> high-end systems), and rather than pushing OpenGL as a standard, Microsoft
> will just let the graphics vendors produce drivers independently.
Imparting extra costs onto anyone who goes with a Linux-friendly product.
> This is a spectacular turnaround from the initial Fahrenheit announcement,
> and quite a reversal from SGI's position of a year ago, when it trumpeted
> Fahrenheit's importance alongside the announcement of its NT-based Visual
which nobody wants because of the bug-riddled piece of filth OS.
> But the Microsoft alliance has clearly not been to the
> company's advantage, and in announcing its ending of support for IRIX
> Fahrenheit and a 'reduction' (you can't get much more reduced than saying
> don't hassle us, call Microsoft instead) in its overall involvement in the
> project, SGI indicated that the rift between the two companies may have been
> Said SGI: "The future key OS platforms for SGI will be IRIX and Linux and to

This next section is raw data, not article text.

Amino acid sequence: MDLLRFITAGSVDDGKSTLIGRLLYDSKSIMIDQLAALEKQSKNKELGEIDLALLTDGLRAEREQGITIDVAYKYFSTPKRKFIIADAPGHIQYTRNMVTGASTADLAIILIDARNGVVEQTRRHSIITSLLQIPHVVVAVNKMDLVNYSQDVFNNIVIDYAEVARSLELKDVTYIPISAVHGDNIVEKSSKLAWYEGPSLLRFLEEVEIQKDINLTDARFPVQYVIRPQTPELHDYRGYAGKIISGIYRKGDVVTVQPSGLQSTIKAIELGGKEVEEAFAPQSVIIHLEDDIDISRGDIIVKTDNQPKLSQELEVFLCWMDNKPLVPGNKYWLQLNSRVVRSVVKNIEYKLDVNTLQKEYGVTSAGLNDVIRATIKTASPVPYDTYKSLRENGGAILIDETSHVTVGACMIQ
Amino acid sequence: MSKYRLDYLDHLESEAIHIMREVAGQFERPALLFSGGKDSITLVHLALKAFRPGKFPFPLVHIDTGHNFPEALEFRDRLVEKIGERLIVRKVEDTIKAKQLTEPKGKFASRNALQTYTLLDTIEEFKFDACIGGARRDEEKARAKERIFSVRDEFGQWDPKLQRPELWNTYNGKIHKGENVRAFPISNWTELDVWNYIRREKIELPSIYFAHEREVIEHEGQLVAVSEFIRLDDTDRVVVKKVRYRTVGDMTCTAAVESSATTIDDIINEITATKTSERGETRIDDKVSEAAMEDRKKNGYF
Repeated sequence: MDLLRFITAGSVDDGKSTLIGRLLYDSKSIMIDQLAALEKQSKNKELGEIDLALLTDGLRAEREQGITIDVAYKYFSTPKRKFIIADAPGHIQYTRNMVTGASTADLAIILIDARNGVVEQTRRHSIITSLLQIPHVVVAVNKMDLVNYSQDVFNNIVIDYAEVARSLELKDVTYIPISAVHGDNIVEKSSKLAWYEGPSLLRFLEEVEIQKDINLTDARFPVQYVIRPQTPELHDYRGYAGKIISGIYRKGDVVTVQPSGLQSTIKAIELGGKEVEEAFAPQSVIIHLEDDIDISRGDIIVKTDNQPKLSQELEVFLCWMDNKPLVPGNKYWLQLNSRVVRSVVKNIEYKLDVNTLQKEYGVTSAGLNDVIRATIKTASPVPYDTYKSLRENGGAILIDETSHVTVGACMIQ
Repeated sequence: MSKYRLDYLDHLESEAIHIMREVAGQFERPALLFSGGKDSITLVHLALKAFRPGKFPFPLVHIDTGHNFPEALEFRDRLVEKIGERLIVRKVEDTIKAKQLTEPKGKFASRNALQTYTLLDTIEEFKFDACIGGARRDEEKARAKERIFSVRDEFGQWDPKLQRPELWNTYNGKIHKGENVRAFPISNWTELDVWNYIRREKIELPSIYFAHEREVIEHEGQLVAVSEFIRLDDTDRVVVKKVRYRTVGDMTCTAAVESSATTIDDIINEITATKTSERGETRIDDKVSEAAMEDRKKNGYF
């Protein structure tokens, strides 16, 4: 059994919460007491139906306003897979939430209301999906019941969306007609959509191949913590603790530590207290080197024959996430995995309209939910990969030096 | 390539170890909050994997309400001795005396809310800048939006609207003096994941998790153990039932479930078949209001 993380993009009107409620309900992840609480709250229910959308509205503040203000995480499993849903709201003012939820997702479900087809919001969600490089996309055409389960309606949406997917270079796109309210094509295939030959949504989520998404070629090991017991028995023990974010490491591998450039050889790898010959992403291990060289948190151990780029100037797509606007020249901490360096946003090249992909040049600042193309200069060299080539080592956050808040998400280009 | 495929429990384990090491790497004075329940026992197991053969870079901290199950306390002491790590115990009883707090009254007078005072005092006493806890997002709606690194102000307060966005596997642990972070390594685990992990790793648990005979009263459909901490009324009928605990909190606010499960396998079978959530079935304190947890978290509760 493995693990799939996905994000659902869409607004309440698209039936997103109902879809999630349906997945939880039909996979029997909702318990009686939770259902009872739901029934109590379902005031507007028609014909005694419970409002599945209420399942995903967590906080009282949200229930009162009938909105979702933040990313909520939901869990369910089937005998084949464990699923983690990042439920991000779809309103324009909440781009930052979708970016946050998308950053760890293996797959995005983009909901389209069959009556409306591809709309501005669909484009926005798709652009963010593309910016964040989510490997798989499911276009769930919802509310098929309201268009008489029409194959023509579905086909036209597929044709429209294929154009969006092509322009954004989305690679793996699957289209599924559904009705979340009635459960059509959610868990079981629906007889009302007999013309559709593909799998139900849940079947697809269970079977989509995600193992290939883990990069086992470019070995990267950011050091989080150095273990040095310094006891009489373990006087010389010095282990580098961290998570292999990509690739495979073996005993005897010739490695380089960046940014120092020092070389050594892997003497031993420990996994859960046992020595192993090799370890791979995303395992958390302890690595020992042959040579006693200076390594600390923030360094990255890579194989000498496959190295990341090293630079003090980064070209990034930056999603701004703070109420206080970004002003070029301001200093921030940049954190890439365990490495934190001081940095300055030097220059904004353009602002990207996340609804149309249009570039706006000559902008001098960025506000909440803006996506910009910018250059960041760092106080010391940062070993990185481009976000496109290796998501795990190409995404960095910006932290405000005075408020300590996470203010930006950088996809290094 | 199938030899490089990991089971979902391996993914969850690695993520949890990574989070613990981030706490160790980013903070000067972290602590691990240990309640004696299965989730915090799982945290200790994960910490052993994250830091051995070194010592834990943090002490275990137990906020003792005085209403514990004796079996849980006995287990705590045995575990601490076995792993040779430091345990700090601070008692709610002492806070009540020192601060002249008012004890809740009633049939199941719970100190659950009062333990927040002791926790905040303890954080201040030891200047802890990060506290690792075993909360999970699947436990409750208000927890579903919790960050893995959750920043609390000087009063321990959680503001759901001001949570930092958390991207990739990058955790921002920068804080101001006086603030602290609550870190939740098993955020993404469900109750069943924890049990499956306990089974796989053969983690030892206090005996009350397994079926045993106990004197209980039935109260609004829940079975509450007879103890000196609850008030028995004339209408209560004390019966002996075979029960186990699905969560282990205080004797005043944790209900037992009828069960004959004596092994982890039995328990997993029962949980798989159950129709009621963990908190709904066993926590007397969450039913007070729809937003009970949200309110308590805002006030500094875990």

> a lesser extent, [our italics] Windows... While it makes sense to have
> Fahrenheit on all of SGI's strategic operating systems, it makes little
> sense to have Fahrenheit on only IRIX and Windows. After much deliberation,
> it was jointly decided that Fahrenheit could best continue as a Windows
> OS-only product; thus Microsoft will continue the Fahrenheit development
> The other obvious alternative would of course have been for Microsoft to
> co-operate in a Fahrenheit implementation for Linux, so the end result is
> hardly surprising.
Now there's an astute reporter...
Be kind to your neighbors, even though they be transgenic chimerae.
Whom thou'st vex'd waxeth wroth: Meow. http://www.clark.net/pub/klaatu/